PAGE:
Homestead and Nonhomestead Property Use
A property may be classified as both homestead and nonhomestead. When a portion of the property is a homestead and a portion is used for business purposes or rented out, the following rules apply:
No business use or business use of 25% or less: the entire property will be taxed at the homestead school property tax rate. Enter 00.00% on Form HS-122, Section A, Line A4. More than 25% business use: enter the appropriate percentage on Form HS-122, Section A, Line A4. Your property tax bill will show both a homestead and nonhomestead school property tax rate. Generally, the business use percentage is the same as reported on your federal income tax return.
Examples for calculating nonhomestead use:
- 1,800 square foot home with 635 square feet used as a home office and inventory storage. The 35.28% is business use (635/1,800) is rounded to 35.00%. The portion used for business is taxed at the nonhomestead rate.
- 1,200 square foot home with 250 square feet used as a home office. The 20.83% business use (250/1,200) is rounded to 21%. Because this is less than 25%, enter 00.00%.
The portion of your home that you rent to another person is not part of your home and is taxed at the nonhomestead tax rate. All rental use must be reported. There is no 25% allowance for rentals. When there is rental use, your property tax bill will show both a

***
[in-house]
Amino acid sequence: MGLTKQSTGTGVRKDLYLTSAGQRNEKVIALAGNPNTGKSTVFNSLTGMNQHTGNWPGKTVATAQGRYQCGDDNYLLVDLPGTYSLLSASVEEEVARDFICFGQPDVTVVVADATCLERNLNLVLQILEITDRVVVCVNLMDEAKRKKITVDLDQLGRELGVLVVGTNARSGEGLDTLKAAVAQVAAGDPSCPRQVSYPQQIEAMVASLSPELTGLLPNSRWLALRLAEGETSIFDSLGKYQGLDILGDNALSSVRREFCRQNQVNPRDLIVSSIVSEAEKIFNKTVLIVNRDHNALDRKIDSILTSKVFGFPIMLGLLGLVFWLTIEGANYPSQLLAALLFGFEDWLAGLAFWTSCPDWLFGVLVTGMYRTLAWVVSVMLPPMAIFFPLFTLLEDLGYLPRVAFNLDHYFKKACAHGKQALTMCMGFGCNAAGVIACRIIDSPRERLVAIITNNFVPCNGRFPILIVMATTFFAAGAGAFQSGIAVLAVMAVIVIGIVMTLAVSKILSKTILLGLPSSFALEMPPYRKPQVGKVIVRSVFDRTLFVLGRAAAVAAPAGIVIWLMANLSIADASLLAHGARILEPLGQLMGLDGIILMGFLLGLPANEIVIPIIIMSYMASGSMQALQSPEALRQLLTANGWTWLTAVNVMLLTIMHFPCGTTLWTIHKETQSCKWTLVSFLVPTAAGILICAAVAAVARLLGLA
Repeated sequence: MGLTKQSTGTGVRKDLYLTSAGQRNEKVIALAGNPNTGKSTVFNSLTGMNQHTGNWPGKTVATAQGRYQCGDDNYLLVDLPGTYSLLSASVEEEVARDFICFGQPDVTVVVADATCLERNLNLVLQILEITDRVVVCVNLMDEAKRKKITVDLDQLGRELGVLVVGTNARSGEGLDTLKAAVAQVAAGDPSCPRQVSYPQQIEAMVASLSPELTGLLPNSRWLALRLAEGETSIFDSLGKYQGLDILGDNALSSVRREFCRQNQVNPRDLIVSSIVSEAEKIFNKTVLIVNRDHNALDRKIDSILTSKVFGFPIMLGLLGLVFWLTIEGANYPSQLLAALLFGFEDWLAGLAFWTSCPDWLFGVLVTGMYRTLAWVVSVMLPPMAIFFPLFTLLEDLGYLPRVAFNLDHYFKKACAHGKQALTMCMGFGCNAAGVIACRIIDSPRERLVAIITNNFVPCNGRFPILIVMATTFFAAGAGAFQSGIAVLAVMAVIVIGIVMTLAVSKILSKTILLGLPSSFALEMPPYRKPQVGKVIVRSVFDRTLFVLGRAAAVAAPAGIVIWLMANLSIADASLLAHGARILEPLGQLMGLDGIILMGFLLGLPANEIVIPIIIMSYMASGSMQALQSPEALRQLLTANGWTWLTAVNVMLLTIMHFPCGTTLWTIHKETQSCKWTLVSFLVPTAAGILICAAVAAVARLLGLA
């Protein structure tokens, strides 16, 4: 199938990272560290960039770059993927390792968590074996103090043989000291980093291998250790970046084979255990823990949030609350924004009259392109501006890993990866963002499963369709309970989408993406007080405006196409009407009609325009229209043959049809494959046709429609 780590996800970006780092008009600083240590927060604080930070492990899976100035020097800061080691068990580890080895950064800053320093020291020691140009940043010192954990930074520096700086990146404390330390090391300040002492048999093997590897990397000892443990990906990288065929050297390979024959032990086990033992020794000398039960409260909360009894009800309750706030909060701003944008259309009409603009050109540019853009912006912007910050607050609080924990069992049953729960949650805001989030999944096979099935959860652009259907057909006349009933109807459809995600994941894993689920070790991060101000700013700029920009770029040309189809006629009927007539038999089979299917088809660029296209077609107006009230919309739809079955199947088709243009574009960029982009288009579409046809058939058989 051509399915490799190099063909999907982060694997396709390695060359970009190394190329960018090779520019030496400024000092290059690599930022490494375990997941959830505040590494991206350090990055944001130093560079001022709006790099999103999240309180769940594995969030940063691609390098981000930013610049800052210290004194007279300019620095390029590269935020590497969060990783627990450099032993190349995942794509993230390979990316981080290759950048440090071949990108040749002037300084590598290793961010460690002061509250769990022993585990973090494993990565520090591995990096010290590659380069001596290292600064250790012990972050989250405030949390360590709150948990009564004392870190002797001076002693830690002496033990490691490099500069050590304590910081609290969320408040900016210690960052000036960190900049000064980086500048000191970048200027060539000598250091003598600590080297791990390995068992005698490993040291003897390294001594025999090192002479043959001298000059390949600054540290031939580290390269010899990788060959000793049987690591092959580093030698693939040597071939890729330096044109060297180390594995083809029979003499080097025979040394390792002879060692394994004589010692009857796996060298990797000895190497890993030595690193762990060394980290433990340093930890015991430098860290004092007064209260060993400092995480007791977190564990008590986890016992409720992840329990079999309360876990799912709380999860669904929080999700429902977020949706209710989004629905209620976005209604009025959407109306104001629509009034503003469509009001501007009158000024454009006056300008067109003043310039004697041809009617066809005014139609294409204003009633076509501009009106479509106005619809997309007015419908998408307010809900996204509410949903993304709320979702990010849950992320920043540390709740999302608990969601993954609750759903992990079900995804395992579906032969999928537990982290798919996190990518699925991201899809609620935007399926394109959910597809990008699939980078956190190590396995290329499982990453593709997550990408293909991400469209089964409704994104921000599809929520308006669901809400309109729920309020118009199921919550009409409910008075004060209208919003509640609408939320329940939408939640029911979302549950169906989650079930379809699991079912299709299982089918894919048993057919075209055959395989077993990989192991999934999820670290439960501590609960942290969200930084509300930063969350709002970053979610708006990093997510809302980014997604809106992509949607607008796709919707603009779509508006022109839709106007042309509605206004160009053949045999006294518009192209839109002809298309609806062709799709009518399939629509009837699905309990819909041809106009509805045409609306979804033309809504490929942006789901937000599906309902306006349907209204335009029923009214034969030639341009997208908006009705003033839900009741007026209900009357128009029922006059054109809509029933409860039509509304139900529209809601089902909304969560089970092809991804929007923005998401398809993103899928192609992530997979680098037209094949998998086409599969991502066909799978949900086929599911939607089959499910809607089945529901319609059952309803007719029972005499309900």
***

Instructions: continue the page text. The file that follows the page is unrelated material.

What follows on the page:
homestead and nonhomestead school property tax rate. The rental use percentage is generally the same as reported on your Federal income tax return. Enter the percentage on Form HS-122, Homestead Declaration and Property Tax Credit Claim, Section A, Line A5.
Example for calculating nonhomestead rental use:
- 1,800 square foot home with 365 square feet rented. The 20.27% rental use (365/1,800 is rounded to 20.00%. Eighty percent of your home will be taxed at the homestead rate and twenty percent at the nonhomestead rate.
Nursing Home or Residential Care for Other Owner
If the Homeowner is age 62 or older and the other owner of the housesite is the Homeowner's sibling or spouse who has moved indefinitely from the housesite to a nursing home or a residential care facility, the Homeowner treats his or her claim as if he or she is the only owner, provided the sibling or spouse does not make a claim for the same housesite or does not file a Renter Rebate Claim.
Renting at the End of the Year
If you owned a Vermont homestead in the previous calendar year but sold the homestead before April 1 of that year and then rented a home for the remainder of the year through Dec. 31, you may be eligible for a Renter Rebate Claim if your household income is $47,000 or less.
Please note: This is the only situation where a renter rebate can be for less than 12 months rental.